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Showing posts from September, 2012


Changing things up a little bit with the ongoing "Playing music for our kids" series, I had my cousin Andrew listen to a dozen songs I associate with my high school years. What he thought was pretty cool. I still remember him being only a few weeks old, sleeping soundly through my mother's PhD commencement in '96. A few years ago, he inherited my old Casio keyboard. Not too long after, I bought him "Who Let the Dogs Out" on iTunes. Last year, he told me how much he liked Andrew Bird and Fleet Foxes. It's great to have another music enthusiast in the family.

My first . . .

This week's edition is with Brandon Butters, a local drummer who plays with two of the best new Dallas bands, the West Windows and Things of Earth. We discussed things over drinks and food at the Anvil Pub last week, so the conversational side really came out on this one.

Kickstarter My Heart

A suggestion that's been passed my way about publishing and promoting When We Were the Kids : How about a Kickstarter campaign for it? While I have no problem with fans helping fund an album, a tour, or a promotional campaign, I'm not sure a Kickstarter pledge drive is the right thing for this book. Based on what it took to get Post out there, the total cost of publishing, promoting, and having the book listed as "returnable" (an important factor if you ever want your book in a store) is somewhere between $1,200 and $1,500. That's not an unreasonable number, but it's not the kind of money I have lying around and burning a hole in my house. The problem I have with fans and friends funding a project like this: I can't really offer much in return other than a thanks and a signed book. There's no signed vinyl, guest list appearances for life, a camping trip, a lunch date, or having a song written about you. This is merely a 200+ page Word document tha

Do It Anyway

This past weekend was a long one -- longer than most weekends for me -- but I had fun. On Saturday, I reviewed the first Texas edition of Riot Fest for not only DC9, but also the Houston Press 's blog, Rocks Off. My DC9 review is a little different than my review for Rocks Off because I wanted to give the perspective from a local and an out-of-towner, respectively. Of course, it was hot, and I found Rise Against's set to be a long and painful way to end the evening, but I enjoyed the day. I certainly enjoyed the Gatorade when I got home. Last night, I had the privilege of seeing Ben Folds Five and taking photos during the first three songs. My review is a basic rundown of the show, but I'd like to share some more that obviously didn't fit in the review. When I walked up to the stage as the band came on, a rush of feelings came over me. I still remembered what it was like to drive around Kingwood in 1997 listening to my dubbed cassette copy of Whatever and Ever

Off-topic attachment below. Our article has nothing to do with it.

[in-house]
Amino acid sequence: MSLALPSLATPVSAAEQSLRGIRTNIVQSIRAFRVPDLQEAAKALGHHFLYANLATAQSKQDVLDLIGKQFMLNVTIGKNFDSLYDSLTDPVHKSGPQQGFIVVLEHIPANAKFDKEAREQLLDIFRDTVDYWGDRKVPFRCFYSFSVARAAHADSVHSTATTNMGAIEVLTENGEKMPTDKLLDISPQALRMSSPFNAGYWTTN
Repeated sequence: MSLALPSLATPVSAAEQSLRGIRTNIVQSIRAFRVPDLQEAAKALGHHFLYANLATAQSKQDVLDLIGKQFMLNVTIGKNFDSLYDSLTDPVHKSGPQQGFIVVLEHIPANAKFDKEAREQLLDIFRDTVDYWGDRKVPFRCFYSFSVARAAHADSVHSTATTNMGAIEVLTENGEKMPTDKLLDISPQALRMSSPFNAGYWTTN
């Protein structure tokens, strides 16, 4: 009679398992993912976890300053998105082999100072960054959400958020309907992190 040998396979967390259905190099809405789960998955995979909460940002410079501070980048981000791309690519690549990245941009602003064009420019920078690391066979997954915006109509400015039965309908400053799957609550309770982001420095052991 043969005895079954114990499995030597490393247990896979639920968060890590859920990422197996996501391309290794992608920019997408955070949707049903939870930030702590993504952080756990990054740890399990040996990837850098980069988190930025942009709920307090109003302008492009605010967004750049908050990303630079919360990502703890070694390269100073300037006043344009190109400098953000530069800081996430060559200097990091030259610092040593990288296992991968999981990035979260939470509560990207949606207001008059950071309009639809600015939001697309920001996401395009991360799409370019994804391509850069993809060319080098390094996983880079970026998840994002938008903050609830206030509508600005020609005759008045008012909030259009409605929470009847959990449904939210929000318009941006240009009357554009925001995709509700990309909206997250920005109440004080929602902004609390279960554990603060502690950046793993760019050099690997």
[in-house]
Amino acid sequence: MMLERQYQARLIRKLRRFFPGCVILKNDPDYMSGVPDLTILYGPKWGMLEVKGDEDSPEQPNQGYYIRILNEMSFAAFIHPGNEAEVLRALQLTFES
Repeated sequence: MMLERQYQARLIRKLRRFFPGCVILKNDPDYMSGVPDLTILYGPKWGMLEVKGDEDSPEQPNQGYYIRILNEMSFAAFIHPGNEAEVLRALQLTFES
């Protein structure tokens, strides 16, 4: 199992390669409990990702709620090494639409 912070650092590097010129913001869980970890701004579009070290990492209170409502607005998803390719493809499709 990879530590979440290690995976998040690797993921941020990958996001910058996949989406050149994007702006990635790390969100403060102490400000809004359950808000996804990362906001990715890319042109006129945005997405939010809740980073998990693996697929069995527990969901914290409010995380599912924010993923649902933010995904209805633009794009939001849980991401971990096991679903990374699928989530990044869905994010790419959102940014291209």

The "Perfect" Candidate

September is coming to a close and I can't help thinking about how long it's been since I was laid off. October 26th, 2012 is only a few weeks away, but October 26th, 2011 still feels like a few months back. I can't stress enough how much of a relief it was to be laid off. That said, I've been ready to get back into a full-time job situation for months. I haven't been lazy, as I have stressed many times before. Every promising job lead, I've looked into. Frustratingly, when trying to go outside of my realm with jobs, I run into a brick wall created by recruiters. Loosely, I understand why companies have recruiters, but I can't wrap my head around something that I frequently experience. Great people who fit the personality and most of the job description don't get considered while mediocre people who don't fit the personality and have all of the skills in the description get considered. Which leads me to this question: is there such thing as a "

Hold That Thought

I recently drove Jenny around Fort Worth to show her the TCU campus and the places I lived between 1998 and 2002. I still have fond memories of my time living there, even though I'm much happier living in Dallas. I couldn't help remembering all the times I drove alone around Berry St, Bryant Irvin, Stadium Drive, and Hulen. Music kept me company, as it always has, but thinking about my time in college, I spent so much time alone in my '92 Toyota Camry.  I listened to a ton of different bands in that Camry, three different dorm rooms, and two different apartment complexes. I hung out with many good people in those days, many of whom I'm still friends with. Yet the band that takes me immediately back to my senior year of high school and all my years in college is Ben Folds Five. Today, the Five have a new record out called The Sound of the Life of the Mind . I wasn't expecting a new record and wasn't pining for the band to reform. I was perfectly happy listeni

The Old Man in the Room